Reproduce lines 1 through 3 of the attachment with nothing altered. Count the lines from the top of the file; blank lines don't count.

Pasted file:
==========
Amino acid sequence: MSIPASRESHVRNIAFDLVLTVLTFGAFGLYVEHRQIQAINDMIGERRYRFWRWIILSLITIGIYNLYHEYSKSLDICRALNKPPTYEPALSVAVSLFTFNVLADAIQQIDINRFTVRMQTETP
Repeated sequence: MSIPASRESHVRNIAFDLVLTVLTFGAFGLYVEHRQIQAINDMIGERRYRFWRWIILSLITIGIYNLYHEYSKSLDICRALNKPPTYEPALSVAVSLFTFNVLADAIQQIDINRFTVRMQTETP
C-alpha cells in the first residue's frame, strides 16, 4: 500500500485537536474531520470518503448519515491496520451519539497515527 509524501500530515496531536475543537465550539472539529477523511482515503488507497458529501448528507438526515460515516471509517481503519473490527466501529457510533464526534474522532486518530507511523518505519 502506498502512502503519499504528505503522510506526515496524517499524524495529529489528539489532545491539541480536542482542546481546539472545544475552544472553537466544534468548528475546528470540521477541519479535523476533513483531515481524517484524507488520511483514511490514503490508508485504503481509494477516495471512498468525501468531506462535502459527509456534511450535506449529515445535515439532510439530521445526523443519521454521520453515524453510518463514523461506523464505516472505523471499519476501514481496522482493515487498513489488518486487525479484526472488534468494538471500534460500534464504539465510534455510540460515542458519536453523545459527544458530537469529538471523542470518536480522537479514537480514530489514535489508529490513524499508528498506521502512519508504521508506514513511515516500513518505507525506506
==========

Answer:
Amino acid sequence: MSIPASRESHVRNIAFDLVLTVLTFGAFGLYVEHRQIQAINDMIGERRYRFWRWIILSLITIGIYNLYHEYSKSLDICRALNKPPTYEPALSVAVSLFTFNVLADAIQQIDINRFTVRMQTETP
Repeated sequence: MSIPASRESHVRNIAFDLVLTVLTFGAFGLYVEHRQIQAINDMIGERRYRFWRWIILSLITIGIYNLYHEYSKSLDICRALNKPPTYEPALSVAVSLFTFNVLADAIQQIDINRFTVRMQTETP
C-alpha cells in the first residue's frame, strides 16, 4: 500500500485537536474531520470518503448519515491496520451519539497515527 509524501500530515496531536475543537465550539472539529477523511482515503488507497458529501448528507438526515460515516471509517481503519473490527466501529457510533464526534474522532486518530507511523518505519 502506498502512502503519499504528505503522510506526515496524517499524524495529529489528539489532545491539541480536542482542546481546539472545544475552544472553537466544534468548528475546528470540521477541519479535523476533513483531515481524517484524507488520511483514511490514503490508508485504503481509494477516495471512498468525501468531506462535502459527509456534511450535506449529515445535515439532510439530521445526523443519521454521520453515524453510518463514523461506523464505516472505523471499519476501514481496522482493515487498513489488518486487525479484526472488534468494538471500534460500534464504539465510534455510540460515542458519536453523545459527544458530537469529538471523542470518536480522537479514537480514530489514535489508529490513524499508528498506521502512519508504521508506514513511515516500513518505507525506506